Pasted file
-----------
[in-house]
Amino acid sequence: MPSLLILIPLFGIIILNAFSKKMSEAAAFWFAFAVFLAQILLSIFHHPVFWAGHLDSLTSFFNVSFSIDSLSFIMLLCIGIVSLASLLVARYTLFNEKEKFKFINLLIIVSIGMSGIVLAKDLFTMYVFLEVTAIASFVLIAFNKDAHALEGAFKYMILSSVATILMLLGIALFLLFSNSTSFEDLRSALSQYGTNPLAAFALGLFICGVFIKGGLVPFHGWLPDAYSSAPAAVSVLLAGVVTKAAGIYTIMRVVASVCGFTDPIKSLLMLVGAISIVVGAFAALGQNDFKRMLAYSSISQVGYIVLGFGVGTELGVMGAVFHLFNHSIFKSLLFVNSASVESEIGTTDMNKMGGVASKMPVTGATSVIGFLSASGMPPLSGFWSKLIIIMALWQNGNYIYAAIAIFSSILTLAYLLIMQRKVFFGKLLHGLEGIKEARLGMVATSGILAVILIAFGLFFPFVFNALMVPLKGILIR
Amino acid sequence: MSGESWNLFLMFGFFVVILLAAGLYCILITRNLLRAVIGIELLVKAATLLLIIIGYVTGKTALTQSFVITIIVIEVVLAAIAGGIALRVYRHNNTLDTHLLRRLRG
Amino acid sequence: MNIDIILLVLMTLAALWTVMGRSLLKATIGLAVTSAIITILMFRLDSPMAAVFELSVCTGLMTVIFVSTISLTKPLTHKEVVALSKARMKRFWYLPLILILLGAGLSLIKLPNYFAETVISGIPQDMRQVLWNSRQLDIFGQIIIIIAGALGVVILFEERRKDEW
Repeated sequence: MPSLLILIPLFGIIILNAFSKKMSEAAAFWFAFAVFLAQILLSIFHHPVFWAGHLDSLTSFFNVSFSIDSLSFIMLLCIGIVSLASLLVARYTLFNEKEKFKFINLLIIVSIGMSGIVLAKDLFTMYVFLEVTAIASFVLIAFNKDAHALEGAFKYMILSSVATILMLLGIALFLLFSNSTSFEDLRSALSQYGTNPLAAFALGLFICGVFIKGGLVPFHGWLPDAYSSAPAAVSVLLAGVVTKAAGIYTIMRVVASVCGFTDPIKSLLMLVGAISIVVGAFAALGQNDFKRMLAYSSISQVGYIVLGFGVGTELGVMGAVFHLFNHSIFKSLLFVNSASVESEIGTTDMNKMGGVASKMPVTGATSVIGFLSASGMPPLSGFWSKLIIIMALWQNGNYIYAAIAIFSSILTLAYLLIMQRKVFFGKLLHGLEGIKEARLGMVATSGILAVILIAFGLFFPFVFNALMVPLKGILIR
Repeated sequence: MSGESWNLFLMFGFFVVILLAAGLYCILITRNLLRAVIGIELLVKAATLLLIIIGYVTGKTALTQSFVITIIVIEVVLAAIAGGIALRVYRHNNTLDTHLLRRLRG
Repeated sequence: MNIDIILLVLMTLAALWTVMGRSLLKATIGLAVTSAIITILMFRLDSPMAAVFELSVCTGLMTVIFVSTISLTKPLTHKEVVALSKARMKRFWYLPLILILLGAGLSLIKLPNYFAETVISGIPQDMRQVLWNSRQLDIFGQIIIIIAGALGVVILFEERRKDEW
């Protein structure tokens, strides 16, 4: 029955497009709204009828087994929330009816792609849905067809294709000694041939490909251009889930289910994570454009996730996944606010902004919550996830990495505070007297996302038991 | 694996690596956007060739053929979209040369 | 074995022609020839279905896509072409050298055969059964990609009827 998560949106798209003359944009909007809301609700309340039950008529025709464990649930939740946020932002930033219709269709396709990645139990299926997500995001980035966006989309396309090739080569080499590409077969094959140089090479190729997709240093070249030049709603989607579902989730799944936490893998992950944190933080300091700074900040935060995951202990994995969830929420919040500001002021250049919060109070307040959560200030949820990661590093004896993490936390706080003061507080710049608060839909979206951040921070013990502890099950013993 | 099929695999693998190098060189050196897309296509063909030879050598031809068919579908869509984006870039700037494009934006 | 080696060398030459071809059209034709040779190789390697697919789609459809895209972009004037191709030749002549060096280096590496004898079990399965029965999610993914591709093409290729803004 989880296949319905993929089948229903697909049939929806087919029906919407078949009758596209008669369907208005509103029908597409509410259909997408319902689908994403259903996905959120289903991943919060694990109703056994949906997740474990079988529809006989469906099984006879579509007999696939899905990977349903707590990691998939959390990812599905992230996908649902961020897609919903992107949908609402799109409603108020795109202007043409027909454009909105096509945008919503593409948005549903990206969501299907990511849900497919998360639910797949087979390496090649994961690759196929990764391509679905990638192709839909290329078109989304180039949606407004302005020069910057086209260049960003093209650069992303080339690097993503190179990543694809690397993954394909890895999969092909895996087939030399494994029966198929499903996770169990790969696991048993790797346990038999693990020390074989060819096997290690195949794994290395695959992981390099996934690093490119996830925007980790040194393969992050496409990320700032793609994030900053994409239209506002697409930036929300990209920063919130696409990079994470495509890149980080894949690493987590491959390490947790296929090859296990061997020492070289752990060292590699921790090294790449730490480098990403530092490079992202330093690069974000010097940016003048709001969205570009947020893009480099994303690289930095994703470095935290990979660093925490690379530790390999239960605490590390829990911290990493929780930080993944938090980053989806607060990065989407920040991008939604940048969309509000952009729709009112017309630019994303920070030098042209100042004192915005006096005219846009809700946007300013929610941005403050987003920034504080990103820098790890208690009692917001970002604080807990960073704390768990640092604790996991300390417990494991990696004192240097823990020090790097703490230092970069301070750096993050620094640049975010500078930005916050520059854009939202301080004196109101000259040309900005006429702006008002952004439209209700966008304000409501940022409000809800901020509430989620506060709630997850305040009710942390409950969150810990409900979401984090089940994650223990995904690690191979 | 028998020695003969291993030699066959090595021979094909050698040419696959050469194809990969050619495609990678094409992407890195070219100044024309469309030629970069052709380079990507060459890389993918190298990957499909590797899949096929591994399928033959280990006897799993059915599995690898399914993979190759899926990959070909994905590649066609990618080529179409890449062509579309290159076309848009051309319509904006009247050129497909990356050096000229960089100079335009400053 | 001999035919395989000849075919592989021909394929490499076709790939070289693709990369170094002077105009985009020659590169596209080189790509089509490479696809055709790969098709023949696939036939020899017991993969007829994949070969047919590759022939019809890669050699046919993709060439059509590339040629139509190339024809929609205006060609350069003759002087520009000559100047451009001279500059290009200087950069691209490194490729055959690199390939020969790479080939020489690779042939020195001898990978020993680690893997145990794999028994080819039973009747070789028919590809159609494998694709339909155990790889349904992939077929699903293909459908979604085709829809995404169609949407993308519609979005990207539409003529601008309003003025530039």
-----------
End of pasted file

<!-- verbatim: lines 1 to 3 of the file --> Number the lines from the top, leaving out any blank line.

[in-house]
Amino acid sequence: MPSLLILIPLFGIIILNAFSKKMSEAAAFWFAFAVFLAQILLSIFHHPVFWAGHLDSLTSFFNVSFSIDSLSFIMLLCIGIVSLASLLVARYTLFNEKEKFKFINLLIIVSIGMSGIVLAKDLFTMYVFLEVTAIASFVLIAFNKDAHALEGAFKYMILSSVATILMLLGIALFLLFSNSTSFEDLRSALSQYGTNPLAAFALGLFICGVFIKGGLVPFHGWLPDAYSSAPAAVSVLLAGVVTKAAGIYTIMRVVASVCGFTDPIKSLLMLVGAISIVVGAFAALGQNDFKRMLAYSSISQVGYIVLGFGVGTELGVMGAVFHLFNHSIFKSLLFVNSASVESEIGTTDMNKMGGVASKMPVTGATSVIGFLSASGMPPLSGFWSKLIIIMALWQNGNYIYAAIAIFSSILTLAYLLIMQRKVFFGKLLHGLEGIKEARLGMVATSGILAVILIAFGLFFPFVFNALMVPLKGILIR
Amino acid sequence: MSGESWNLFLMFGFFVVILLAAGLYCILITRNLLRAVIGIELLVKAATLLLIIIGYVTGKTALTQSFVITIIVIEVVLAAIAGGIALRVYRHNNTLDTHLLRRLRG